Wuhan shows the world that the end of lockdown is just the beginning of the Covid-19 crisis


APRIL 30, 2020

All around the world, people are waiting for the announcement that the coronavirus pandemic is contained and they can return to normal life.

But the Chinese city at the center of the pandemic has shown that normal might still be a long way off.

When Wuhan officials eased outgoing travel restrictions on April 8, effectively ending the city’s 76-day lockdown, residents and local businesses soon learned that city’s actual reopening would be painfully slow.

Despite the lifting of most strict lockdown laws, many stores are still shut, restaurants are restricted to takeaway and even when citizens go outside they still wear protective equipment and try to avoid each other.

The mood on the ground is very different to the official statements. At a press conference on April 8, Luo Ping, an epidemic control official in Wuhan said that some sectors of the city were already back to 100% resumption rate.

In a meeting of the Wuhan government on April 25, they promised a “double victory” of success of the epidemic and economic growth.

But even government-controlled media has suggested that plans to get the city back to 100% production by the end of April might be “too optimistic.”

During a recent trip to the city, business owners told CNN that they were struggling with zero profits and huge rents and experts said that it might take the city’s economy months to recover, if not longer.

“In the short term, of course, there’s going to be a recovery,” said Larry Hu, economist at Macquarie Capital Limited. “Production will recover first and then consumption, because a lot of people are still reluctant to come out … but from a long term perspective, from a three-year perspective the virus is still going to hurt the long term growth of Wuhan.”

Struggling to recover

Wuhan is a metropolis with a population of more than a 11 million, larger than most US cities, and yet it is considered a second-tier size city within mainland China.

The capital of central China’s Hubei Province, Wuhan, is both a manufacturing and transportation hub for the rest of the country.

The original outbreak was first detected in Wuhan in mid-December, and as the outbreak worsened, the city sealed its borders from the rest of China on January 23 in an attempt to contain the spread.

Virtually overnight, life was halted. In some parts of the city people were confined to their homes for several months straight, unable to leave and relying on delivery services for groceries and other basic needs.

With the lockdown now over, the local government is keen to resume normal business as quickly as possible, as Beijing puts pressure on provinces to help boost a flailing economy.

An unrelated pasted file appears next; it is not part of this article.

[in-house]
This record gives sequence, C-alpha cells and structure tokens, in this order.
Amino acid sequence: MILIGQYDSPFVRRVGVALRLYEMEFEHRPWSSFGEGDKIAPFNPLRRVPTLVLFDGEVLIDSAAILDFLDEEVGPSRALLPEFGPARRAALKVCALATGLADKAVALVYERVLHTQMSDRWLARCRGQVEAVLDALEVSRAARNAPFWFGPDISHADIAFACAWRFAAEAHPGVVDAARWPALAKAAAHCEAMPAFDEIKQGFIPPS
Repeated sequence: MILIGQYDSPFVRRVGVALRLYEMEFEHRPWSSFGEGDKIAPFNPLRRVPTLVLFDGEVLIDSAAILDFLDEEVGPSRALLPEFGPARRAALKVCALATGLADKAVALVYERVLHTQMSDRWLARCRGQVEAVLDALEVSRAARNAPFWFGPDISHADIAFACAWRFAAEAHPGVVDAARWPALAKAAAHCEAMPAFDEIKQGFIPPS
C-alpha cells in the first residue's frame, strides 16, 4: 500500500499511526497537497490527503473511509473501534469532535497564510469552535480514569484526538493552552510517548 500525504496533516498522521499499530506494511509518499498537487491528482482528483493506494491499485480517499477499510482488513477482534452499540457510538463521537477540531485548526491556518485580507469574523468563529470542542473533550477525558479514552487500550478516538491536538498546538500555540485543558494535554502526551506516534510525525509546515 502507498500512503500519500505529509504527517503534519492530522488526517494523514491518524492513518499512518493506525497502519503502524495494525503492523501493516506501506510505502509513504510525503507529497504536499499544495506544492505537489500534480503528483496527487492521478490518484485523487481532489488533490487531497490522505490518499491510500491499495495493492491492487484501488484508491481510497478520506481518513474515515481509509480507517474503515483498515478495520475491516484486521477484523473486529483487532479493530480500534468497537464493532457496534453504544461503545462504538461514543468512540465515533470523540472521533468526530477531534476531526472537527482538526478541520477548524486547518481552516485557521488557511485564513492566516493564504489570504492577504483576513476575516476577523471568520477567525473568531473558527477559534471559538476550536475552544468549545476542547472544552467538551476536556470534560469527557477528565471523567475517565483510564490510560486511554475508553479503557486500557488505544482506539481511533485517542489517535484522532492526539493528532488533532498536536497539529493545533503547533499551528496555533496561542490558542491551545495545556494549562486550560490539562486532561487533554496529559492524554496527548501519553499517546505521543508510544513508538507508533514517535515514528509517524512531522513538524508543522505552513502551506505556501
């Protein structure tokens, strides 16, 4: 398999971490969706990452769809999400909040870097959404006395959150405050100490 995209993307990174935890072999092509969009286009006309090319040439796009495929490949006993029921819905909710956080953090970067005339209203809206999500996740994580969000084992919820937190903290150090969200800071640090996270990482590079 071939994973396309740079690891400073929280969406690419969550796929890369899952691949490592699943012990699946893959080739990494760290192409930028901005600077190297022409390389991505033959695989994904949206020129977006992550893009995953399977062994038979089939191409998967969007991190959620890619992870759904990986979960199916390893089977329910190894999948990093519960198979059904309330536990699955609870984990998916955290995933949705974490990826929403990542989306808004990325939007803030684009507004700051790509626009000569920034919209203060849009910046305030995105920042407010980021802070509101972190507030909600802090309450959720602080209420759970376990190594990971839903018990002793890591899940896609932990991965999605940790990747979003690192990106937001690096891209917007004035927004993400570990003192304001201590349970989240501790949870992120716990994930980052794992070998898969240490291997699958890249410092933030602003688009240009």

But there are signs that despite the hopeful rhetoric, Hubei’s economy might take a long time to recover from the severe lockdown.

Shaun Roache, Asia Pacific chief economist at S&P Global Ratings, said that the lesson of Wuhan to the rest of the world was that swift, early action on coronavirus was costly to the economy but might lead for a quicker reopening.

“(But) lockdowns have a disproportional effect on small and medium-sized enterprises. These firms have less access to credit to help them ‘bridge to the recovery’ and can also struggle to meet the requirements for opening up,” he said.

When CNN returned to the city on April 21, a drive through a commercial street showed more than half the local businesses remain shuttered.

The province’s GDP shrank almost 40% year-on-year in the first quarter of 2020, according to state news agency Xinhua, with retail sales dropping more than 15% in March alone.

The government has announced it will be letting businesses leasing from state-owned enterprises go rent-free for three months, but for those with private landlords, the weight of rent and no profit is pushing them out of business.

“I opened for two days. No costumers come in to eat, as it was forbidden, and I got only two or three orders from the online delivery platform. The cost of opening was much more than I earn each day, so I closed it again,” one restaurant owner told the government-controlled Global Times.

Fears of a second wave

Some small business owners relayed to CNN their concern that any government assistance will likely arrive too late to save their small shops and restaurants, leading them to shut down for good.

Noticeably shuttered still are fitness centers and movie theaters, with no immediate plans to reopen.

Most the stores that have reopened have changed their business models. Major chains like Starbucks, McDonald’s, Burger King, KFC and Pizza Hut are among the brands preventing customers from entering the physical space. Instead tables are setup at the storefronts and staff brings up the orders to hand off.

Roache said while manufacturing could recover reasonably quickly from the virus, it was the service sectors which appeared to be the slowest to return to 100% productivity. “This is important because service industries are the largest employers in most economies,” he said.

Worst of all, some local citizens and business owners told CNN that they believed it was only a matter of time until a second wave of infections swept through the city, prompting a second lockdown and dealing another blow to the economy.

On Saturday, the day after the CNN team left, the Wuhan health authority reported that they had found 19 new asymptomatic coronavirus cases in the city.

There might be a long way to go yet for Wuhan and the rest of the world before we can return to anything resembling normality.

Courtesy/Source: CNN